Single institution prospective evaluation of the over-the-wire greenfield vena caval filter

Stephen P. Johnson, David P. Raiken, Paul J. Grebe, Daniel C. Diffin, John R. Leyendecker

Research output: Contribution to journalArticle

21 Citations (Scopus)

Abstract

PURPOSE: To assess the technical and clinical success of the over-the- wire (OTW) Greenfield inferior vena caval (IVC) filter. MATERIALS AND METHODS: Prospective evaluation of the OTW Greenfield filter in 47 patients was performed during the course of 18 months. Technical success and deployment problems were documented. Caval perforation, leg asymmetry, and tilt were evaluated with a postprocedure, noncontrast computed tomographic (CT) scan. Follow-up was performed at 6- and 12-month intervals after the procedure and included a clinical history, chart review, and magnetic resonance (MR) imaging examination of the IVC. RESULTS: Ninety-one percent of filters were placed without technical difficulties and 100% were successfully deployed. Technical difficulties included sheath kinking prior to deployment (n = 3), initial incomplete filter opening (n = 1), and wire entrapment within the filter (n = 1). Of 38 patients evaluated with CT, there was no case of caval perforation. Twenty-one patients (55%) demonstrated tilt and 14 (37%) had leg asymmetry. Tilting occurred more frequently when the filter was placed from a femoral approach (51%) than from a jugular approach (12%). Of patients with leg asymmetry, the vena cava was narrow in anteroposterior (AP) dimension in five (36%). Of 13 deaths, none were attributed to pulmonary embolism. One patient (2%) had a recurrent pulmonary embolus. Two of 16 patients (12%) with MR imaging follow-up had documented IVC thrombosis. CONCLUSIONS: The OTW Greenfield filter has an effective delivery system, with few difficulties encountered during deployment. Filter tilt and leg asymmetry are common. The etiology of leg asymmetry is likely multifactorial but is often associated with a cava with a small AP diameter. Because OTW deployment appears to offer no benefit in centering the filter, the authors have elected to remove the wire prior to filter deployment to avoid possible entanglement. MR imaging follow-up reveals an acceptable incidence of IVC thrombosis.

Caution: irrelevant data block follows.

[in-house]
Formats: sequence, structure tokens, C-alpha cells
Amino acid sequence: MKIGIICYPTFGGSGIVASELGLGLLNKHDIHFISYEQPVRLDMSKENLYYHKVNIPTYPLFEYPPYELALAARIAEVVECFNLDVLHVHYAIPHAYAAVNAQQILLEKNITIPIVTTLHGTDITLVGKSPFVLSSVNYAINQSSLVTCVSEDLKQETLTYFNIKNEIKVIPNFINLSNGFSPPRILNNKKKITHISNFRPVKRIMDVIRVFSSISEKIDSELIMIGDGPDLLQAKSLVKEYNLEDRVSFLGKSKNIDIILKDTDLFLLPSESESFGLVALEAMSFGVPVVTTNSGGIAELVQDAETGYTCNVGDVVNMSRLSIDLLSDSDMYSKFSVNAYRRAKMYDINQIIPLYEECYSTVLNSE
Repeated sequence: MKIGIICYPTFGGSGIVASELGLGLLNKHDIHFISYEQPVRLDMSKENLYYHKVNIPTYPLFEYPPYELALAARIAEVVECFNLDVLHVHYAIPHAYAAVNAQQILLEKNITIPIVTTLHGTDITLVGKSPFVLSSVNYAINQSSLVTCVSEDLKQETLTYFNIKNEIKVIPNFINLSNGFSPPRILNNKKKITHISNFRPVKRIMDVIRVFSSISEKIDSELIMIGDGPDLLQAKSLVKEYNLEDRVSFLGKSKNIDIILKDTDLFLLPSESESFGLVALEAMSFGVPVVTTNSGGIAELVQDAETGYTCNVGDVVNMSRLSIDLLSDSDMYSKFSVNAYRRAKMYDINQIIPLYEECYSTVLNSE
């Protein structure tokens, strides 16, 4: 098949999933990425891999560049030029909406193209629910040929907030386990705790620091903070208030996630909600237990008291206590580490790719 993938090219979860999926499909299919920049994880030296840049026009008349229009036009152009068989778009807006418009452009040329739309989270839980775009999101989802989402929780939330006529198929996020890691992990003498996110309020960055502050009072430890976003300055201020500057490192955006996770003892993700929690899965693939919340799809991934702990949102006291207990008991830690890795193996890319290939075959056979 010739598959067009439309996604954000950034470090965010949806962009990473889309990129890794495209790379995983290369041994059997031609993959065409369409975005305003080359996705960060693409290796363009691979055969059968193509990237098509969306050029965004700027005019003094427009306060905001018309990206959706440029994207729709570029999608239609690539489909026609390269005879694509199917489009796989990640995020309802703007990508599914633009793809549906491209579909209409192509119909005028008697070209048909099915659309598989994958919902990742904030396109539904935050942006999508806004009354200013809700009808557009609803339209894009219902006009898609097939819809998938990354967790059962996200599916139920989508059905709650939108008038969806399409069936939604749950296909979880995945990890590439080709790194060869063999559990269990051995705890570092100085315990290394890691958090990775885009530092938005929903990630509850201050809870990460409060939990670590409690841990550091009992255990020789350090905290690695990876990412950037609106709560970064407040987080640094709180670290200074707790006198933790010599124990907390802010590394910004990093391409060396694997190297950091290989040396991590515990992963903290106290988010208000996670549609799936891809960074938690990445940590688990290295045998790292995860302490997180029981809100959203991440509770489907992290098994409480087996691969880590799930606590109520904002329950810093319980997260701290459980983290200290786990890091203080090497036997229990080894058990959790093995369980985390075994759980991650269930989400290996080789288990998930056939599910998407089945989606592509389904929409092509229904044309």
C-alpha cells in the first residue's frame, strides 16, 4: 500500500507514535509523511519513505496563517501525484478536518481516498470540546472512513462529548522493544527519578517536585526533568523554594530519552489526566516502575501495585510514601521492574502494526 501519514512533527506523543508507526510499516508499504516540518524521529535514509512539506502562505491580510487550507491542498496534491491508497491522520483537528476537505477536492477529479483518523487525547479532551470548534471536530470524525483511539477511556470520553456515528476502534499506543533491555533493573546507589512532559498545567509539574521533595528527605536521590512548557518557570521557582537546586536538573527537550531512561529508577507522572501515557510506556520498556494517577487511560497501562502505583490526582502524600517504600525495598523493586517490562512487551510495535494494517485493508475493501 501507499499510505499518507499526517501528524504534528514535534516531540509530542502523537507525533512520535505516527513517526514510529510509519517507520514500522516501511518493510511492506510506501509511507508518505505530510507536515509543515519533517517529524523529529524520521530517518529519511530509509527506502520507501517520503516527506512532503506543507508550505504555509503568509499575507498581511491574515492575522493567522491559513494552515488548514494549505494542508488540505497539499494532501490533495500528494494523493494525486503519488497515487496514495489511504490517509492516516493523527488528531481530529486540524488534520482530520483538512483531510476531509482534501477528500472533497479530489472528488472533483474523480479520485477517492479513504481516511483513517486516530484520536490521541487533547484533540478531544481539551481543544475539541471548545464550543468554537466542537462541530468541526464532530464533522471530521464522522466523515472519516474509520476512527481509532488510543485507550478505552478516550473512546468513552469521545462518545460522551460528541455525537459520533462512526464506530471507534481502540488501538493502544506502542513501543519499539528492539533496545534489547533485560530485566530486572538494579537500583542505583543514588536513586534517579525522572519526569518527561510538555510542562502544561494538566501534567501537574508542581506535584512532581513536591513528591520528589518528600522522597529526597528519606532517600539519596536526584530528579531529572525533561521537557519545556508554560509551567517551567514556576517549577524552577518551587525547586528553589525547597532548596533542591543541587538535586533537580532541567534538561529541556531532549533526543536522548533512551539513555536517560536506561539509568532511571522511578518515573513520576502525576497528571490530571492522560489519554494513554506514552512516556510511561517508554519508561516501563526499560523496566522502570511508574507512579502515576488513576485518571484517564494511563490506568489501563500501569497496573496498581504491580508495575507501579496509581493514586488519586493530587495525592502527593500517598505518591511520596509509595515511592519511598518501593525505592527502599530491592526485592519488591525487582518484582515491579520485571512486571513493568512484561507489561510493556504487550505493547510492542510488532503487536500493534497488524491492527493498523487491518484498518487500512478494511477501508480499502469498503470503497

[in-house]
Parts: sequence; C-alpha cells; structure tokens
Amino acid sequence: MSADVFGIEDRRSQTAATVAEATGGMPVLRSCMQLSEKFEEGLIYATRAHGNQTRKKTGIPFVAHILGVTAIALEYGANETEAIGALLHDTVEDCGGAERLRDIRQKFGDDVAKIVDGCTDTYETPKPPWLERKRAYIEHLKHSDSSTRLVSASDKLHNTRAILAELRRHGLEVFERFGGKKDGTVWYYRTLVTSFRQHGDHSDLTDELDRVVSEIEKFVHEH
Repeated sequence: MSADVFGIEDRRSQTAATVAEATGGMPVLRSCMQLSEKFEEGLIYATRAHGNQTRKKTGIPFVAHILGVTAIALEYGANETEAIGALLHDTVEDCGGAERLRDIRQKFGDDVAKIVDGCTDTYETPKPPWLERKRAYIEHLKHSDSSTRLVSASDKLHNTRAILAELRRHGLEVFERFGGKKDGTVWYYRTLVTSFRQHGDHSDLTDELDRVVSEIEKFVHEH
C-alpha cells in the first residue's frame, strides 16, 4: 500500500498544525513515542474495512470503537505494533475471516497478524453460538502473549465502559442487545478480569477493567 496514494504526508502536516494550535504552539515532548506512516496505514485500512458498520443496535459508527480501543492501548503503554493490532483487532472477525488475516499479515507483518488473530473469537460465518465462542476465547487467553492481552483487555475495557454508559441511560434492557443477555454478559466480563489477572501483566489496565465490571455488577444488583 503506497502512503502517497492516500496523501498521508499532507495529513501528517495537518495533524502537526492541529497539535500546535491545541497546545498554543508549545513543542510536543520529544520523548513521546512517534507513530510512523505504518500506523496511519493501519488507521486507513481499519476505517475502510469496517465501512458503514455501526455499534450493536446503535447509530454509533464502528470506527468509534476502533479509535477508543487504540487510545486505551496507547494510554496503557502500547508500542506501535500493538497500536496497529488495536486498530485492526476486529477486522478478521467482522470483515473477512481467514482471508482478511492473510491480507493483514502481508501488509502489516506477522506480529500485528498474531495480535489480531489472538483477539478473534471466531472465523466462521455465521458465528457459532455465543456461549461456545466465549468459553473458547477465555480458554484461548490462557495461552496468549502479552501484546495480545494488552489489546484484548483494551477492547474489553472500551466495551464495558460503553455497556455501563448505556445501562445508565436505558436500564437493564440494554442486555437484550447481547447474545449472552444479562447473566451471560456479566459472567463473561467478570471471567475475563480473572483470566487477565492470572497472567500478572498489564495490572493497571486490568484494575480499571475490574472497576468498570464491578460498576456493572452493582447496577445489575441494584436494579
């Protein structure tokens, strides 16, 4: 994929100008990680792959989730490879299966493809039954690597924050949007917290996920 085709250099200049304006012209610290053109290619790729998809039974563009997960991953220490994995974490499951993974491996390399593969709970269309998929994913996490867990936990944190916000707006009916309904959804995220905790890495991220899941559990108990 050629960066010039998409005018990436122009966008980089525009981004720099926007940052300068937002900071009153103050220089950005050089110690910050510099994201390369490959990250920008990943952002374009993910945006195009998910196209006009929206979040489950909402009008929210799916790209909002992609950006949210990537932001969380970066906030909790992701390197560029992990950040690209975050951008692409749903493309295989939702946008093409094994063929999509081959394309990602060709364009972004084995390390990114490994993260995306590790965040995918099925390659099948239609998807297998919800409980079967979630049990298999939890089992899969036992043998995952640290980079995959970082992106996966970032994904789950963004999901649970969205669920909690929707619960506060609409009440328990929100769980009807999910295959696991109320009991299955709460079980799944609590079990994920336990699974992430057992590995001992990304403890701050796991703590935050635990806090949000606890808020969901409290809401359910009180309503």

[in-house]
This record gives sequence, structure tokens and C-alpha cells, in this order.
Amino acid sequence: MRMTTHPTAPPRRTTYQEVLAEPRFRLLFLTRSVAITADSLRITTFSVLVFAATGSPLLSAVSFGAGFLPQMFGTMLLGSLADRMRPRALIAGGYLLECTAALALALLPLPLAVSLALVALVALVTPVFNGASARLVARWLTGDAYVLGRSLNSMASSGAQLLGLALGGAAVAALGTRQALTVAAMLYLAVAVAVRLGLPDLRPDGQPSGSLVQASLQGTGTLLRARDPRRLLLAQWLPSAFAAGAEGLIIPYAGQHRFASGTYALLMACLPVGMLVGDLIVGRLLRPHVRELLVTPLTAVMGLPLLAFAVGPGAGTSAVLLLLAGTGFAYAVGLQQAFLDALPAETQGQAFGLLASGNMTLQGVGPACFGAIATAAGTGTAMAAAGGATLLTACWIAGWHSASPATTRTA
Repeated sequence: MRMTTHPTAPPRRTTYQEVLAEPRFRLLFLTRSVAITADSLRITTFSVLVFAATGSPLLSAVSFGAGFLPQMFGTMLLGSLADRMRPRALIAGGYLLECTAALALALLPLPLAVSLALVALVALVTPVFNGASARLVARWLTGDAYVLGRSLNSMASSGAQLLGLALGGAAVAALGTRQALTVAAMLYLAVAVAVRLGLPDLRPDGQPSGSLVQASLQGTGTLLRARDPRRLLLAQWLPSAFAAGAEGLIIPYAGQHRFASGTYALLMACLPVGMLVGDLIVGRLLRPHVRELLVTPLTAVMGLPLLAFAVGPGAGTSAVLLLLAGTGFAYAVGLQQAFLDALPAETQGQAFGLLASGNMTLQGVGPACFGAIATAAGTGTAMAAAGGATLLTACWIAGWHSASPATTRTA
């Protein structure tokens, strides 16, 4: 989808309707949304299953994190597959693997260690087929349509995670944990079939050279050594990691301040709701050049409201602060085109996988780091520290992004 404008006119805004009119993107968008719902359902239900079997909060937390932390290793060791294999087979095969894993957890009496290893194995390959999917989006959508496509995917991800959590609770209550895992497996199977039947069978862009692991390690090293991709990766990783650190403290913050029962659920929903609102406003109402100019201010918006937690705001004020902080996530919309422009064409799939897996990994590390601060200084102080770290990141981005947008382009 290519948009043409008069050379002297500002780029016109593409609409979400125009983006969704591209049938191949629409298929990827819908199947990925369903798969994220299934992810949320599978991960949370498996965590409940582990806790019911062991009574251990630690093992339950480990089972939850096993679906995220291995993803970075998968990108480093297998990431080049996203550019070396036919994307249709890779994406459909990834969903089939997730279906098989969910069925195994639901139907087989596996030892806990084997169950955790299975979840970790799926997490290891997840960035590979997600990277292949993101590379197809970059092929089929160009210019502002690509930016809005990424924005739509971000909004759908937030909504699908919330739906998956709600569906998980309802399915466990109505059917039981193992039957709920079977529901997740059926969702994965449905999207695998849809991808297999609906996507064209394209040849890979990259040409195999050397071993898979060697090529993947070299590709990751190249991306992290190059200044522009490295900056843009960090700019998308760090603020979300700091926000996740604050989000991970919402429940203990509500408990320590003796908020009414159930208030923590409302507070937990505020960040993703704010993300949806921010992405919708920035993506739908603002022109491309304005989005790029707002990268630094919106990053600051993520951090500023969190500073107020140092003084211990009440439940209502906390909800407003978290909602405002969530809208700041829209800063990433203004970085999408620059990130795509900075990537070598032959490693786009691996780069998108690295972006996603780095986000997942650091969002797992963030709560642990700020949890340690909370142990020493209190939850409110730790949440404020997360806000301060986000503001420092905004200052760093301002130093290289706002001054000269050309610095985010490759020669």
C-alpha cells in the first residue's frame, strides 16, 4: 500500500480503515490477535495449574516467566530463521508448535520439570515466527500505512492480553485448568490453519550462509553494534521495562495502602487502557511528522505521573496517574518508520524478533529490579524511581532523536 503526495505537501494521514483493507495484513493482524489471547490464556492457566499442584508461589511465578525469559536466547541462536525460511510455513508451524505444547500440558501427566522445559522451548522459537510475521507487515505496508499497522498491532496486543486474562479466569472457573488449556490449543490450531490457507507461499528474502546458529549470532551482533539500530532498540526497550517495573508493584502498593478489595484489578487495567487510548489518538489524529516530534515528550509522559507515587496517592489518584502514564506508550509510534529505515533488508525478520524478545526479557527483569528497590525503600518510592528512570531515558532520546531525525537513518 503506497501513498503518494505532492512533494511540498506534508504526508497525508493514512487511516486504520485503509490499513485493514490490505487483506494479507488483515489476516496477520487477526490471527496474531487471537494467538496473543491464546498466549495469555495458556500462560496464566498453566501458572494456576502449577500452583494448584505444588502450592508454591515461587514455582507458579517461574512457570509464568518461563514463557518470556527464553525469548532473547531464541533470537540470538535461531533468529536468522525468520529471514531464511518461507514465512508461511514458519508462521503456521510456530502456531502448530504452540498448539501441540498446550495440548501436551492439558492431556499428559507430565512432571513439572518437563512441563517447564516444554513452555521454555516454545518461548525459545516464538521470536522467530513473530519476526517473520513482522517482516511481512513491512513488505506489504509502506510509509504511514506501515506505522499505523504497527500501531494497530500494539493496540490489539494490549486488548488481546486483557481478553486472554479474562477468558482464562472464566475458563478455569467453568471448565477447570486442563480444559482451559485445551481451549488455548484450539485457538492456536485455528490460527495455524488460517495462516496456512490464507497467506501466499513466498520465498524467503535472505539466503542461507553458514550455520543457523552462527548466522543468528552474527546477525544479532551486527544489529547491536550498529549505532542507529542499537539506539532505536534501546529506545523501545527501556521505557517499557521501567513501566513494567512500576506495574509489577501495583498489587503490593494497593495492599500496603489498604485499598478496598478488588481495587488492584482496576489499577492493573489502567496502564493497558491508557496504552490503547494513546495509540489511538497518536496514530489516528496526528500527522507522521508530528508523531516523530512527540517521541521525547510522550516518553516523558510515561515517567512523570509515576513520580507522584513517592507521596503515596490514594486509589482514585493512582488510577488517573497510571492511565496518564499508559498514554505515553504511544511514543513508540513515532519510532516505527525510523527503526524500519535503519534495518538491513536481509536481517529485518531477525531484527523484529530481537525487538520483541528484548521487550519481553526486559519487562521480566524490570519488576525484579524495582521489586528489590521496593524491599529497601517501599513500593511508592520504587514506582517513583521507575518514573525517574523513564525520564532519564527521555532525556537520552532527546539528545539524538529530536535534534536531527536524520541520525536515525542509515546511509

Original languageEnglish (US)
Pages (from-to)766-773
Number of pages8
JournalJournal of Vascular and Interventional Radiology
Volume9
Issue number5
DOIs
StatePublished - Jan 1 1998

Fingerprint

Venae Cavae
Leg
Magnetic Resonance Imaging
Thrombosis
Thigh
Embolism
Pulmonary Embolism
Neck
Lung
Incidence

Keywords

  • Embolism, pulmonary
  • Venae cavae, filters
  • Venae cavae, thrombosis

ASJC Scopus subject areas

  • Radiology Nuclear Medicine and imaging
  • Cardiology and Cardiovascular Medicine

Cite this

Single institution prospective evaluation of the over-the-wire greenfield vena caval filter. / Johnson, Stephen P.; Raiken, David P.; Grebe, Paul J.; Diffin, Daniel C.; Leyendecker, John R.

In: Journal of Vascular and Interventional Radiology, Vol. 9, No. 5, 01.01.1998, p. 766-773.

Research output: Contribution to journalArticle

Johnson, Stephen P. ; Raiken, David P. ; Grebe, Paul J. ; Diffin, Daniel C. ; Leyendecker, John R. / Single institution prospective evaluation of the over-the-wire greenfield vena caval filter. In: Journal of Vascular and Interventional Radiology. 1998 ; Vol. 9, No. 5. pp. 766-773.